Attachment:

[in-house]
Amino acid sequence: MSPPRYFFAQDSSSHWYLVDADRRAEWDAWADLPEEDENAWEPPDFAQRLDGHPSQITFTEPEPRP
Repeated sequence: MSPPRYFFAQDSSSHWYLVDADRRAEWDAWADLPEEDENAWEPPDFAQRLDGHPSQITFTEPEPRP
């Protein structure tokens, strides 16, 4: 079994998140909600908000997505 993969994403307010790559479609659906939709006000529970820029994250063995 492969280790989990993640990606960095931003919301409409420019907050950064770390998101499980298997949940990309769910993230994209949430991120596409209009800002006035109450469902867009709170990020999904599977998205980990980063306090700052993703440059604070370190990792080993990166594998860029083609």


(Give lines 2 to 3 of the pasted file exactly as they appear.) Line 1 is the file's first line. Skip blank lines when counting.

Amino acid sequence: MSPPRYFFAQDSSSHWYLVDADRRAEWDAWADLPEEDENAWEPPDFAQRLDGHPSQITFTEPEPRP
Repeated sequence: MSPPRYFFAQDSSSHWYLVDADRRAEWDAWADLPEEDENAWEPPDFAQRLDGHPSQITFTEPEPRP